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Annual Notification of Privacy Rights
Know your privacy rights as they apply to:

1) student record information;
2) directory information;
3) surveys and other information collection; and
4) military recruitment information.

For more information on your privacy rights, the laws that protect them, and how to exercise your rights, contact your school administrator or visit http://bit.ly/FERPAHI.

UIPA REQUEST

To make a Uniform Information Practices Act (UIPA) request, please email cpcs@hawaii.rr.com.

The Request (requirements)

  1. Must be in writing
  2. Have sufficient contact information for the agency to correspond with you
  3. Provide a reasonable description of the requested record
  4. State how you would like to receive the record (e.g. pick up copy, mail, e-mail, etc.)

 

You may use the State of Hawai`i Office of Information Practices’ form to submit your request: Request to access a government record

The Uniform Information Practices Act (Modified), chapter 92F, Hawaii Revised Statutes (“UIPA”), is Hawaii’s public records law. The Office of Information Practices (“OIP”) was created by the Legislature in 1988 to administer the UIPA.

Contact information:
Email:  cpcs@hawaii.rr.com
Call: (808) 961-3664
Address: 174 Kamehameha Ave., Hilo, HI 96720

21st Century Community Learning Centers (CCLC) Program  

Background

The 21st Century Community Learning Centers (CCLC) program is authorized under Title IV, Part B, of the Elementary and Secondary Education Act of 1965 (ESEA), as amended by the No Child Left Behind Act of 2001. The No Child Left Behind Act converted the 21st CCLC program from a discretionary grant program, administered directly by the U.S. Department of Education (ED), to a program in which each state educational agency (SEA) receives an allotment under a formula based on its share of Title I, Part A funds.  States must use their allocations to make competitive awards to eligible entities.  The Secretary may reserve up to one percent of the total appropriation for the 21st CCLC program to carry out an array of national activities, including (but not limited to) national evaluations, and technical assistance activities.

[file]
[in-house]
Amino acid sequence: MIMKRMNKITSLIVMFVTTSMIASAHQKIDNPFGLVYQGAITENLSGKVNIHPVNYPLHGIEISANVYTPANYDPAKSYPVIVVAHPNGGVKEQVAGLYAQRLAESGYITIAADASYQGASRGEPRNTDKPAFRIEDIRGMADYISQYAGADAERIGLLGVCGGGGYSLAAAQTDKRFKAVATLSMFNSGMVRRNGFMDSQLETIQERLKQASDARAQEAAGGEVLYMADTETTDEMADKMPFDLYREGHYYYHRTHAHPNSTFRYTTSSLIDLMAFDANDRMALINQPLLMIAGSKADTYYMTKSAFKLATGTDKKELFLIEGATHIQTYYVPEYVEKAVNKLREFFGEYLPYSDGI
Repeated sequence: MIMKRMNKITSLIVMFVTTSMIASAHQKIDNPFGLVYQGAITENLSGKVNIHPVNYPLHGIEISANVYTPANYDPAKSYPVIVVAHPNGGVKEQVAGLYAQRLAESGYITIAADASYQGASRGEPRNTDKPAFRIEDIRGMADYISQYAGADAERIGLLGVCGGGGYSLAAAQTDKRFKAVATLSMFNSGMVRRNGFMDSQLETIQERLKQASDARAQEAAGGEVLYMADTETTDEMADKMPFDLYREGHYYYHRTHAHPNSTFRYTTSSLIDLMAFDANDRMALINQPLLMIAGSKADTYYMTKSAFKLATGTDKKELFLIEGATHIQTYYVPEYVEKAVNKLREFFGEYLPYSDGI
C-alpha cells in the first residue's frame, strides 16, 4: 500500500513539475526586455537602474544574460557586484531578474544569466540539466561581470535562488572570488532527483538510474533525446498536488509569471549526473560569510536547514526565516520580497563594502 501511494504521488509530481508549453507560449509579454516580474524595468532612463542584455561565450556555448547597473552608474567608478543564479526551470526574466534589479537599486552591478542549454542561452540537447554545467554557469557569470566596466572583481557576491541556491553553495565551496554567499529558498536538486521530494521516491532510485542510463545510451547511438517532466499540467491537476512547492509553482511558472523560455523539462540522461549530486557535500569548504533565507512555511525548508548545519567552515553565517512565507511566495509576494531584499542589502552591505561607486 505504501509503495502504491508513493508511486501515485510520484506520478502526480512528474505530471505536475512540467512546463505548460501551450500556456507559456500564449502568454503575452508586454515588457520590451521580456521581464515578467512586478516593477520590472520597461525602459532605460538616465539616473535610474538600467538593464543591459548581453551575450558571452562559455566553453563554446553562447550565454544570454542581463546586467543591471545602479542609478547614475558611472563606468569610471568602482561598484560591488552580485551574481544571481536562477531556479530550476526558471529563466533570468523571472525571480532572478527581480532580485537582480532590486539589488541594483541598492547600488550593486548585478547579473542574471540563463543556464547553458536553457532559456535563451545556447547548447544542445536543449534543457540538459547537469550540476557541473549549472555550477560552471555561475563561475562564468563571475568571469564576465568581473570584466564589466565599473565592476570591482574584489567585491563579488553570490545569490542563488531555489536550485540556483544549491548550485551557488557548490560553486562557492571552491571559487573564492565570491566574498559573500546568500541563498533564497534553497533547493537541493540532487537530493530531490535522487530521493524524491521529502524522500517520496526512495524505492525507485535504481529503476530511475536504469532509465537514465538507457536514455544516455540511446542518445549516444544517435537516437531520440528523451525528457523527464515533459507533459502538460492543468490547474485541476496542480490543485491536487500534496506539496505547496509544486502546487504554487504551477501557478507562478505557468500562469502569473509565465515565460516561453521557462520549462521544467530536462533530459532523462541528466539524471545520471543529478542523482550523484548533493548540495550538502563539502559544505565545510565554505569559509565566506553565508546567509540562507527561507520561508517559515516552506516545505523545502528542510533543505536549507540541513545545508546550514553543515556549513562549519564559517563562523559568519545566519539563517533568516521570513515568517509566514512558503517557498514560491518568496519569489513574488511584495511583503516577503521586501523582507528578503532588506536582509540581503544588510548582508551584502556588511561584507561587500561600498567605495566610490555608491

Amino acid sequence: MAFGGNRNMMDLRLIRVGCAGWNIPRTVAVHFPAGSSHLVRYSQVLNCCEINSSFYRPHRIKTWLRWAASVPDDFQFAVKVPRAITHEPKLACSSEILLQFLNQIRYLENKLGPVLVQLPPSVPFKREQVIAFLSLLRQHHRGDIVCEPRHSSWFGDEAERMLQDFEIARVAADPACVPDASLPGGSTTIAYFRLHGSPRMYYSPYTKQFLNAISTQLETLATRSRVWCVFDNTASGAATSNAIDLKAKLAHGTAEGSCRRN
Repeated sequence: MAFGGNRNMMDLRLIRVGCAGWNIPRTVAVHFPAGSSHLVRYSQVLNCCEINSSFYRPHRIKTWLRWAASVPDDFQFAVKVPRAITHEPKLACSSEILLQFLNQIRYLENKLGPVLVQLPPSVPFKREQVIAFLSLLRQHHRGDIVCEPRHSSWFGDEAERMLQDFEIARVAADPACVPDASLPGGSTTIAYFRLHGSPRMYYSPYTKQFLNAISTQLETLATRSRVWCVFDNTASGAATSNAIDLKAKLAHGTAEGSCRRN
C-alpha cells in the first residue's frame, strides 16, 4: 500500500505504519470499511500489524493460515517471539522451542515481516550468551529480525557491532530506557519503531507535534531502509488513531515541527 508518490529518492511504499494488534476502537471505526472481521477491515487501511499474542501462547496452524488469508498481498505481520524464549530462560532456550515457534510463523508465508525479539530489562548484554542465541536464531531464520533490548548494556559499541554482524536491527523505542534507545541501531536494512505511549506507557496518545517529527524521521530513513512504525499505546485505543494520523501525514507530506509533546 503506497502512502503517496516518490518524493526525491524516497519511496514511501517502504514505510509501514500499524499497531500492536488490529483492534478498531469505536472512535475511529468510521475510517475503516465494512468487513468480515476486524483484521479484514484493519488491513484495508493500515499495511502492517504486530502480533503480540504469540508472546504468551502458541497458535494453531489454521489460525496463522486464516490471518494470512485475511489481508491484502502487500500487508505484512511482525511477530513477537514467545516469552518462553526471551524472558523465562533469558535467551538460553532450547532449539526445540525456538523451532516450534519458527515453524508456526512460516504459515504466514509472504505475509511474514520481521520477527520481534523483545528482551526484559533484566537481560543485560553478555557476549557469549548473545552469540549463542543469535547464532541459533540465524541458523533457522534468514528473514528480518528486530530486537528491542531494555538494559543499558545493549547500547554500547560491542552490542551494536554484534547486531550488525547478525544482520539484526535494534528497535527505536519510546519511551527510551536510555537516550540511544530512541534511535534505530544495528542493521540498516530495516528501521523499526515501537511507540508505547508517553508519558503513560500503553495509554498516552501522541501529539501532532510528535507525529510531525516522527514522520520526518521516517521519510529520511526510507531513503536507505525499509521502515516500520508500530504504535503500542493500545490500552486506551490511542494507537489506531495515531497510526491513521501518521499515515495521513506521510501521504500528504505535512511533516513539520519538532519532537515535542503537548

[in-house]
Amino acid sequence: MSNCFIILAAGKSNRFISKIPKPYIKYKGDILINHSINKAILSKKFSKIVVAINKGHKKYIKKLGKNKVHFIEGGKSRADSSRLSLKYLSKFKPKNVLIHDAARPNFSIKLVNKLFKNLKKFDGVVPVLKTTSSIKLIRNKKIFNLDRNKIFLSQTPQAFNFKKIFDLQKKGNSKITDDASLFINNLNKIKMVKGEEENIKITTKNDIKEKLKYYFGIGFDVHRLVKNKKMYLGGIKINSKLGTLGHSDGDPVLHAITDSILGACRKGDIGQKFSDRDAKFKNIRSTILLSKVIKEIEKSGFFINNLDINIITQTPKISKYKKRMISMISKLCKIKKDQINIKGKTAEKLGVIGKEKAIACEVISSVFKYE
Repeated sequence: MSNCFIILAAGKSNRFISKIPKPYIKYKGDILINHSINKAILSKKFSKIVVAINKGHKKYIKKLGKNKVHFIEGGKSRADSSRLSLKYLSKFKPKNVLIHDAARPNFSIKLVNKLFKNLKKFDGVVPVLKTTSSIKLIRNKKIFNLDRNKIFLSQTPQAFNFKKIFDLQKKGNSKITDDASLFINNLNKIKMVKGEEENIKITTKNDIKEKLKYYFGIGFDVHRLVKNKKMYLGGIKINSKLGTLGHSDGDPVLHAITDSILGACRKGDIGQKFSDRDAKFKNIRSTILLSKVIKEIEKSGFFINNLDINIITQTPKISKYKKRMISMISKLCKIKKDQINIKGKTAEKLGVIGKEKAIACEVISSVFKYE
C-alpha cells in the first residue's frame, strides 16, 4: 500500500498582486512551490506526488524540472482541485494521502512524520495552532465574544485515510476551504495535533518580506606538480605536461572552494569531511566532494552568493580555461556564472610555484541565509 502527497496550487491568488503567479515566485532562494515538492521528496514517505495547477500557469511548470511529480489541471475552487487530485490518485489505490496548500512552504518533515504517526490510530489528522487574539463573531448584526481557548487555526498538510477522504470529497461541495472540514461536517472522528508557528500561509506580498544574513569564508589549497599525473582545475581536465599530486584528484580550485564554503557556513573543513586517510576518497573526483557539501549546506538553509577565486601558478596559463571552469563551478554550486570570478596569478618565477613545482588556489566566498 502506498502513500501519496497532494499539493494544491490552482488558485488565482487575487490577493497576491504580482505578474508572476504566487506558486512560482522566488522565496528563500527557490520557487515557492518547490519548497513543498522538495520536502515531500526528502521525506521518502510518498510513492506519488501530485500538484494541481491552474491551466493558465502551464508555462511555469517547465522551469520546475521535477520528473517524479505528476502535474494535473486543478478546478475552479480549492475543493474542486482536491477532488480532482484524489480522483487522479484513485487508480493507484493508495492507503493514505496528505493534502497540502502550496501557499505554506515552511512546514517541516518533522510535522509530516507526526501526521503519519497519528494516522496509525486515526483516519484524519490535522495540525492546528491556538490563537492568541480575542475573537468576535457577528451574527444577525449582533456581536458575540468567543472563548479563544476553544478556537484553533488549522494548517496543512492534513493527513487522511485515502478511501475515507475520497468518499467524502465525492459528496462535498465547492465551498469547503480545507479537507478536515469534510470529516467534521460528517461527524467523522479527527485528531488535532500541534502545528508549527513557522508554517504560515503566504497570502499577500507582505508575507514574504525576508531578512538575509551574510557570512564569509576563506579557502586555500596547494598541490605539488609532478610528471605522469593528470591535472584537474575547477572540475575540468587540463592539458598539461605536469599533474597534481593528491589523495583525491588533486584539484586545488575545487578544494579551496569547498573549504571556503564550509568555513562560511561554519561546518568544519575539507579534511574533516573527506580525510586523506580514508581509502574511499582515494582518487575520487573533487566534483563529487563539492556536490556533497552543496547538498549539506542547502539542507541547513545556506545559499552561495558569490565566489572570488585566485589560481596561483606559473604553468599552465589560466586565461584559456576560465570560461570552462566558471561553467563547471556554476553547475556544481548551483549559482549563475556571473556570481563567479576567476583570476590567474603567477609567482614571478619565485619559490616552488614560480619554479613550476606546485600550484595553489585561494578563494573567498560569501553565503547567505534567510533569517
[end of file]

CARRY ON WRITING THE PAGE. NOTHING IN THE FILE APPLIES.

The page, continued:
The primary goal of the 21st CCLC program is to enable community learning centers to plan, implement, or expand before or afterschool learning enrichment opportunities to help students meet state and local academic standards in core content areas.  21st CCLC programs must primarily serve children who attend high poverty schools and priority must be given to serving children in low-performing schools.
 
The overarching goal of the 21st CCLC program is to provide funds to eligible entities to enable them to establish or expand activities in community learning centers that:
 

  • Provide opportunities for academic enrichment, including providing tutorial services to help students, particularly students who attend low-performing schools, to meet state and local student academic achievement standards in core academic subjects, such as reading and mathematics
  • Offer students a broad array of additional services, programs, and activities, such as youth development activities, drug and violence prevention programs, counseling programs, art, music, recreation programs, technology education programs, and character education programs, that are designed to reinforce and complement the regular academic program of participating students
  • Offer families of students served by community learning centers opportunities for literacy and related educational development.

 
21st CCLC grant funds shall be used to carry out a broad array of before and/or afterschool activities (including afterschool, before school, evenings, weekends, holidays, summers, or other school vacation periods) that advance student achievement. Programs will provide a broad array of activities to help students meet state and local student performance standards in core academic subjects, of at least, but not limited to, reading/language arts, mathematics, and science.  Programs are limited to providing activities within the following list:
 

  • Remedial education activities
  • Mathematics and reading/language arts education activities
  • Science, arts, and music education activities
  • Entrepreneurial education programs
  • Tutoring services (including those provided by senior citizen volunteers) and mentoring programs
  • Programs that provide afterschool activities for limited English proficient      students that emphasize language skills and academic achievement
  • Recreational activities
  • Telecommunications and technology education programs
  • Expanded library service hours
  • Programs that promote parental involvement and family literacy
  • Programs that provide assistance to students who have been truant, suspended, or expelled to allow the students to improve their academic achievement
  • Programs in drug and violence prevention, counseling, character education, and service-learning
  • Health/nutritional activities.